While it has been hit by the pandemic, we believe it is one of the best placed of the rich economies to rebound. We expect the Swiss franc to remain relatively stable against the euro.
Switzerland has not been immune to the coronavirus outbreak. Real GDP dropped by 2.6% quarter-on-quarter (q-o-q) in Q1, the largest quarterly contraction since data began in 1980. The contraction was similar to what was seen in Germany, but less severe than in France, Italy and Spain.
The GDP report revealed that private consumption in Switzerland (-3.5% q-o-q) was hurt by the containment measures and uncertainty. Investment in construction (–0.4%) and equipment (–4.0%) contracted as well. Public-sector consumption (+0.7%) was the only domestic-demand component to post a rise in Q1.
Sector wise, services were the most affected by lockdown measures, with accommodation and food services (–23.4%) dropping at a record pace. Meanwhile, value added in manufacturing (–1.3%) posted the sharpest fall since the Frankenshock in early 2015, with noticeable declines in the exports of many sectors, particularly machinery and metals, as well as precision instruments and watchmaking. By contrast, there was a sizeable increase in chemical and pharmaceutical exports
Q1 data included only two weeks of lockdown and some supply-chain disruptions from Asia. Q2 will likely look worse as the Swiss economy was in strict (albeit partial) lockdown throughout April. Measures only started to be eased very gradually in late April.
The most recent survey data and real-time indicators for economic activity are showing some signs of a bottoming-out, in parallel with the gradual easing of the containment measures But the equilibrium remains fragile and some sectors are still not yet running at full capacity.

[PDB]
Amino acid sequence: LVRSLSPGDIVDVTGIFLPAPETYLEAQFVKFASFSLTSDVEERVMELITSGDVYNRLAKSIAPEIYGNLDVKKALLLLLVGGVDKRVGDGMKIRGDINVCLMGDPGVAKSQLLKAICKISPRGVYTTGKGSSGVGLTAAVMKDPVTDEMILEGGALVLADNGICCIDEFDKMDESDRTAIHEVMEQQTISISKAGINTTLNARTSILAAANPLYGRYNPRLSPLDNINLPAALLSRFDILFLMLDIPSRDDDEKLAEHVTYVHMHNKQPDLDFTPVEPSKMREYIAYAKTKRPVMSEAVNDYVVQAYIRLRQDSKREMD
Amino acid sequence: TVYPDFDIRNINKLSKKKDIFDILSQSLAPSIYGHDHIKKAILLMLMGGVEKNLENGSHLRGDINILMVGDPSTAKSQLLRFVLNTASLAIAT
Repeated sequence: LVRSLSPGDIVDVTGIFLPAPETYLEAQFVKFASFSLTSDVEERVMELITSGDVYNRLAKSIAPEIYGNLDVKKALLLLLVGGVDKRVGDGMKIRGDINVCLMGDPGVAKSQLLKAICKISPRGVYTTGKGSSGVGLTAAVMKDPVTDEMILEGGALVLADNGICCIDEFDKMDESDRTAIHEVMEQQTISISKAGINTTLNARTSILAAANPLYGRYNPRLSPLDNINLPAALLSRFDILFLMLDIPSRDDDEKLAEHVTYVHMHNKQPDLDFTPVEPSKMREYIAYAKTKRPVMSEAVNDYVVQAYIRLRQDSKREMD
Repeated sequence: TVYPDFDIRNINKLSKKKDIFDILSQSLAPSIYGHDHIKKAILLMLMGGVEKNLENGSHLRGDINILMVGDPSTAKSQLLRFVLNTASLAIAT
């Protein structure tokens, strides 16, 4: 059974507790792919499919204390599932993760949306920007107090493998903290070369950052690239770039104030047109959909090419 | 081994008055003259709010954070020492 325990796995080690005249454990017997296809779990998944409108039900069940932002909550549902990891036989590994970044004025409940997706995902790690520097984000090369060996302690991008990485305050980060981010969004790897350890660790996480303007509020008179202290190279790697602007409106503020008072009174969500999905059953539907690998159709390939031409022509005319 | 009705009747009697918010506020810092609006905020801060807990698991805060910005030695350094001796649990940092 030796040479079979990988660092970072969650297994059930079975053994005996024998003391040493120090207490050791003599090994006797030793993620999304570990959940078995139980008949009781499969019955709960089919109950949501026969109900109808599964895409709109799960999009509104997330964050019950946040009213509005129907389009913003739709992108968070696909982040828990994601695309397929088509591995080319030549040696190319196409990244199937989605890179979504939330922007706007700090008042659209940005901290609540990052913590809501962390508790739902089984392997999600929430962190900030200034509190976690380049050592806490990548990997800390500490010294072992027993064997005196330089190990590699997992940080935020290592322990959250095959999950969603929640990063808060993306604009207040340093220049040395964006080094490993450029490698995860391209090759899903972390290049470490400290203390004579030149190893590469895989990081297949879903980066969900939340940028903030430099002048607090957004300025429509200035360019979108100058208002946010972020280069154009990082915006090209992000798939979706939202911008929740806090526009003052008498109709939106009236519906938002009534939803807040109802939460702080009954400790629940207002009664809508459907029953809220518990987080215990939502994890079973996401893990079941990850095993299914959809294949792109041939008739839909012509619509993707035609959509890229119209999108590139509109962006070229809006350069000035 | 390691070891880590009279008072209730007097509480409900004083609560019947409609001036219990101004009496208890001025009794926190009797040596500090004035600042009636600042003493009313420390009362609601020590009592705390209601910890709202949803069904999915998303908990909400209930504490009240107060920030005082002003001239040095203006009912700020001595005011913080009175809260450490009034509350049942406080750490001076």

For now, we are keeping unchanged our below-consensus GDP growth forecast for Switzerland of -7.5% in 2020 and +5.3% in 2021. Risks to our growth forecasts remain broadly balanced and we reckon high frequency data are rising at a faster pace in Switzerland than in other countries. We continue to believe that the Swiss economy is among the best-placed in the OECD to recover in H2 2020 and 2021.
The policy response to cushion the impact of covid-19 has been forceful: the Federal government rapidly produced a stimulus package of more than CHF72bn (10.3% of GDP), while the Swiss National Bank (SNB) has become even more accommodative. Looking ahead, we continue to believe that the SNB’s two-pillar monetary policy will remain unchanged. We expect the SNB to stay on hold on rates and to remain active in the FX market.
The Swiss franc should remain relatively stable versus the euro (our 12-month projection is CHF1.09), with potential risk for appreciation in the short term because of our scenario of a slow global economic recovery. Relative to the US dollar, we expect some modest strengthening of the franc towards CHF0.94 over a 12- month horizon.